WesTech Engineering, Inc.

Removing heavy metals from power plant wastewater to meet EPA regulations


Source: WesTech Engineering, Inc.

Two Environmental Protection Agency (EPA) regulations, intertwined and consistently in flux, are having an impact on waste streams in power plants.

Important power plant wastewater regulations include Effluent Limitation Guidelines (ELGs) for flue gas desulfurization (FGD) and limitations for coal combustion residuals (CCRs) for coal ash ponds. Coal-fired utilities are looking for solutions to remove the heavy metals found in both scenarios.

The EPA 2015 ELG rule regulates discharge of ash transport water and sets limits on the levels of toxic heavy metals that can be discharged from FGD systems at steam electric power generating stations. The proposed regulations were recently updated. (See chart below.)

Removing heavy metals from power plant wastewater to meet EPA regulations

The need for heavy metals removal in power plant wastewater will be required in almost all FGD systems. In WesTech`s interpretation of these ELG regulations, systems that have a high flow rate, low utilization boilers, or systems that will be retired by 2028 may be exempt from meeting proposed EPA regulations for heavy metals removal. All other FGD wastewater systems will need a solution to remove heavy metals to the limits set by the EPA, which are based on a physical-chemical biological treatment system.

Also, the limitations for CCRs will require coal-fired utilities to consider ways to eliminate coal ash ponds and minimize the use of process water in handling CCRs and wet FGD systems.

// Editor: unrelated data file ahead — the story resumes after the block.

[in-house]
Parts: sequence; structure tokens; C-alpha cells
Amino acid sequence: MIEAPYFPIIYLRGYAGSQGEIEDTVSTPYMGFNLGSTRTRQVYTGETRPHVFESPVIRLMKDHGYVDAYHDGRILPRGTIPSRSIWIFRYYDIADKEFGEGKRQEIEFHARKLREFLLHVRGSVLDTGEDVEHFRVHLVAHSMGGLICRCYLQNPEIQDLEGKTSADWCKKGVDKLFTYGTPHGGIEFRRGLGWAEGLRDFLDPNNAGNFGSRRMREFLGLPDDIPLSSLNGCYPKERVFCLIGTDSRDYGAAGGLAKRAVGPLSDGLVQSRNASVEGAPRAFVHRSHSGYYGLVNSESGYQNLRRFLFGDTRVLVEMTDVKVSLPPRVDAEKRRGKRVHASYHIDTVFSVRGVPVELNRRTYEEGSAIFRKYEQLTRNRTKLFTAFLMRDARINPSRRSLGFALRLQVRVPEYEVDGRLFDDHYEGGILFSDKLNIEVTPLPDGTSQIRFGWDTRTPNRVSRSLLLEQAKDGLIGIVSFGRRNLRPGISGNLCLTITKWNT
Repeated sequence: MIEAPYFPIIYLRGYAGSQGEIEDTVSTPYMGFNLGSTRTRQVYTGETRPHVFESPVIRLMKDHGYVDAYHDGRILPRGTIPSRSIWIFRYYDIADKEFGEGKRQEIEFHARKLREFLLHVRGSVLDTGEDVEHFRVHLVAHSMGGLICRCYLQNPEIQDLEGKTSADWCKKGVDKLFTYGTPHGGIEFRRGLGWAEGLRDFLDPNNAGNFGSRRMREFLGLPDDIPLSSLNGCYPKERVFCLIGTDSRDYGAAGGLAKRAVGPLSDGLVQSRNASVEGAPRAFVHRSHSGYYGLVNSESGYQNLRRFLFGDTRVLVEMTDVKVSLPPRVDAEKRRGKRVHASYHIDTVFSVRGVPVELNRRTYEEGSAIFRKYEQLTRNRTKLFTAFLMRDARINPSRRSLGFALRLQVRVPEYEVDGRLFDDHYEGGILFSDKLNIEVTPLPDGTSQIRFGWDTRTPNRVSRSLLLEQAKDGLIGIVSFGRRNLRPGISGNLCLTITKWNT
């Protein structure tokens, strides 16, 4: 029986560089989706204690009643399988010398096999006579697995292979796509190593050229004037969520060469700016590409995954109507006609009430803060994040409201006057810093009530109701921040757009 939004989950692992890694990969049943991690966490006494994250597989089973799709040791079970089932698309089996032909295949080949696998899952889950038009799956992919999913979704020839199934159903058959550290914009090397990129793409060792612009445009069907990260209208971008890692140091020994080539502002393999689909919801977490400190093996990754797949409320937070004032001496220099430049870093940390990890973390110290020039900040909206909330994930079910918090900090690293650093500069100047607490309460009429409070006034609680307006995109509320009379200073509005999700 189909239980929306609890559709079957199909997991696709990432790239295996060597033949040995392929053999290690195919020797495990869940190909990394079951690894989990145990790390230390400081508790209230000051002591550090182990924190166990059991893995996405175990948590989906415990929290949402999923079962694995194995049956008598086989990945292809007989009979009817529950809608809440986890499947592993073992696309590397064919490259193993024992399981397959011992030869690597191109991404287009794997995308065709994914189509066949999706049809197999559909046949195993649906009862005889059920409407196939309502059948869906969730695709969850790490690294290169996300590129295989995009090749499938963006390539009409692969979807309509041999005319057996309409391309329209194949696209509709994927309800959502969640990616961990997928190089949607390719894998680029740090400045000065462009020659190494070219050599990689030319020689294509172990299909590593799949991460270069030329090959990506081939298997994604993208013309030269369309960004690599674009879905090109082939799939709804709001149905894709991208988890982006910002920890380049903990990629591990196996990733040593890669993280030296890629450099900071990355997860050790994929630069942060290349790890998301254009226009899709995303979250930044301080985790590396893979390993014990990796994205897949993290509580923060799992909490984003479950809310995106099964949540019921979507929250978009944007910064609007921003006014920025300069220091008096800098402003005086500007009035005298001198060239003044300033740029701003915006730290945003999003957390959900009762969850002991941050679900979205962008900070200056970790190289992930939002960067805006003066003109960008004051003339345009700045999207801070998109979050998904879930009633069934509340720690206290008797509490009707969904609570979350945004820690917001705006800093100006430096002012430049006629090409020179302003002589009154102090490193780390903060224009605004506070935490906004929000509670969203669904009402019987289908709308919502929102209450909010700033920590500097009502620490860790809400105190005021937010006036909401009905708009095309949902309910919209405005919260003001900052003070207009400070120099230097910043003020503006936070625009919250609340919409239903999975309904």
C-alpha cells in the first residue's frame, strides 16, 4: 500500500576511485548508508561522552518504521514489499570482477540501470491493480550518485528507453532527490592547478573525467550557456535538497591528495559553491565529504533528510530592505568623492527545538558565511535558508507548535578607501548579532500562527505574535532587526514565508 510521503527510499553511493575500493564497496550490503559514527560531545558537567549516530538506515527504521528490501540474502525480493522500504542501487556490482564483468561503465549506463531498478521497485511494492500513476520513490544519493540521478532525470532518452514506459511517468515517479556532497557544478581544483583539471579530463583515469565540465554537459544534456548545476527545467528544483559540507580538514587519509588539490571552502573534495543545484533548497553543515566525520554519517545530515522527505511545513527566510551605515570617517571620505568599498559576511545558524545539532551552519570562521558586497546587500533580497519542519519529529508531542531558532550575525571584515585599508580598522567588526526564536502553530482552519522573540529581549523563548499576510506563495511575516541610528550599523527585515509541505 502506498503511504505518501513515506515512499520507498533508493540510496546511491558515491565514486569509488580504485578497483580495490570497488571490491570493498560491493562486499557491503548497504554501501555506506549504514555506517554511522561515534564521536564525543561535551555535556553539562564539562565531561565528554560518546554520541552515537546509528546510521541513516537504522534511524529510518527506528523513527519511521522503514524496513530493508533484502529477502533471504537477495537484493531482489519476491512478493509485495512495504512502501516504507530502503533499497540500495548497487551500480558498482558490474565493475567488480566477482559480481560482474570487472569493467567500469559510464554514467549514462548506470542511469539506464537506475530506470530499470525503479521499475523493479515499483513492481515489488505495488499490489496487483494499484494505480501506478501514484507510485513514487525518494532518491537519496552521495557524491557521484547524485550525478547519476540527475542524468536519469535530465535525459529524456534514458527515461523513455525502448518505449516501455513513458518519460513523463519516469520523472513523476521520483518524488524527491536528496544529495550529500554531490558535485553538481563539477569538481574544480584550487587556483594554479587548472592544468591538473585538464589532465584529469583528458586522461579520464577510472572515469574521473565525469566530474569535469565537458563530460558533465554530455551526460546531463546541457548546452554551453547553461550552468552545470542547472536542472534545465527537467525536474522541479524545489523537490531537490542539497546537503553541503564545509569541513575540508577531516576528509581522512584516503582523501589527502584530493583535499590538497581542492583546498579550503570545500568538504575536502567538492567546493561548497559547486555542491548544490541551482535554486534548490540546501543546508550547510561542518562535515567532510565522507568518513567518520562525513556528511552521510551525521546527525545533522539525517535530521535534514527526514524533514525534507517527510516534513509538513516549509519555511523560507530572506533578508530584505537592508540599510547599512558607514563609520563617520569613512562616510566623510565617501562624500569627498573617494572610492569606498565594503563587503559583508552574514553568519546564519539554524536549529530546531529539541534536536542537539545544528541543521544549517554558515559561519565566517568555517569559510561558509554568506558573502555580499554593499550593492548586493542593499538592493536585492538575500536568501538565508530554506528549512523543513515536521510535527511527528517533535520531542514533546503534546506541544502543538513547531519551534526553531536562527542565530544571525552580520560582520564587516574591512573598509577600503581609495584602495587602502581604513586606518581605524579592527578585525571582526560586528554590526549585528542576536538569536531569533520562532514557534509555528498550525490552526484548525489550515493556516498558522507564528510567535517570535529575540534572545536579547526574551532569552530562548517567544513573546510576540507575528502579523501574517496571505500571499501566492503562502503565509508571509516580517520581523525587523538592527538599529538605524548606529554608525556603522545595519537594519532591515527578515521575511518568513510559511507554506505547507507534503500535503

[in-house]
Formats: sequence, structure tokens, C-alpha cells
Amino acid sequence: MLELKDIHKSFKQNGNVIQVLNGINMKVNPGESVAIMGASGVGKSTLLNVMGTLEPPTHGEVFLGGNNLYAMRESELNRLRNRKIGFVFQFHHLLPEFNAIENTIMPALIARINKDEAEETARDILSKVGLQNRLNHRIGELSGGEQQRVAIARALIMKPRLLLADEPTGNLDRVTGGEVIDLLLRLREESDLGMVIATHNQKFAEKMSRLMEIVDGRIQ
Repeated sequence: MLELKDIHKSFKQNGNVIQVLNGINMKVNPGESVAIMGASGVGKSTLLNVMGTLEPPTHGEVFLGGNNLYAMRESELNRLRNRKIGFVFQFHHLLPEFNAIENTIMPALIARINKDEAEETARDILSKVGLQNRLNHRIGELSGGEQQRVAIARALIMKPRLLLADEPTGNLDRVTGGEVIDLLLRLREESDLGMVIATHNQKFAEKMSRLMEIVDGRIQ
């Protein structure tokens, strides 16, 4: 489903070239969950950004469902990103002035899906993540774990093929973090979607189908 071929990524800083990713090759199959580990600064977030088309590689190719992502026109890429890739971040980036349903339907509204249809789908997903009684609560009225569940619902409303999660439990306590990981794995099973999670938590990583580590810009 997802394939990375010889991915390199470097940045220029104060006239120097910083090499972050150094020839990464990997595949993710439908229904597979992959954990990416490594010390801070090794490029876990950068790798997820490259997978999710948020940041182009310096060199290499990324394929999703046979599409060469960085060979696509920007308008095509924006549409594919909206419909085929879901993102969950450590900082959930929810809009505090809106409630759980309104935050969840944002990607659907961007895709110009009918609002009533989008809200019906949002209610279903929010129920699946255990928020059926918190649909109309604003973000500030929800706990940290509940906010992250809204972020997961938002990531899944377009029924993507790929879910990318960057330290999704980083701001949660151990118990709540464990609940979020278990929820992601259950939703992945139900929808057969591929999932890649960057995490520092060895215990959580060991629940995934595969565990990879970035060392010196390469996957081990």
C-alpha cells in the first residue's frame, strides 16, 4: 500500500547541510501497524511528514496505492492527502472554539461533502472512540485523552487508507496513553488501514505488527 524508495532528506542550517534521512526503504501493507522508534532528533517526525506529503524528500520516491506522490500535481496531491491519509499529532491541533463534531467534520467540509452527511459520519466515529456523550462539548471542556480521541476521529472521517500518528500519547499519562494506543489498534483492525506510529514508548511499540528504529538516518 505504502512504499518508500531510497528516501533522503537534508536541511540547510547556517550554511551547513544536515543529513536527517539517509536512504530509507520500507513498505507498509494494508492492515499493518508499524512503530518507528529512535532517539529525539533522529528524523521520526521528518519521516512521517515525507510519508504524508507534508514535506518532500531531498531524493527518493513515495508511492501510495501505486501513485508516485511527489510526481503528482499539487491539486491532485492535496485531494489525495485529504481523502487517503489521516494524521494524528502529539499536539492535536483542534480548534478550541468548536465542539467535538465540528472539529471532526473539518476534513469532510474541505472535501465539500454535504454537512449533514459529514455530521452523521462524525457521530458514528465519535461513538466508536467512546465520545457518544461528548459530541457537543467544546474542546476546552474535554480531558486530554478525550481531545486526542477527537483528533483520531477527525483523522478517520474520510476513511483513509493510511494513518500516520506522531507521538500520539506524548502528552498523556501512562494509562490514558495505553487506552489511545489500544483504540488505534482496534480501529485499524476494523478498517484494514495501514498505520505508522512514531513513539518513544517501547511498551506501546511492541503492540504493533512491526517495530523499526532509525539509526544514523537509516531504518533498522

Utilities that research options for meeting this continually changing regulatory landscape and proactively seek solutions that work for their sites will be one step ahead.

An effective treatment to consider is a physical-chemical biological solution for eliminating heavy metals in both types of coal-fired utility waste streams, for coal ash ponds and FGD systems. For coal ash ponds, these systems may include reaction tanks, clarifiers, and pressure filters. Solutions for FGD systems might include mixing tanks, clarifiers, ultrafiltration, and continuous backwash filters. 

Ideal solutions will accommodate varied and unique site conditions. Though the solution may start with a standardized approach, utilities should work with solutions providers who can customize and modify existing treatment methods to meet the unique needs of their site.

The following case studies represent conditions at two coal-fired power plants – one concerned with meeting the ELG rule and one with CCR requirements. In both cases, a physical-chemical solution was customized to eliminate the heavy metals contamination and protect local groundwater.

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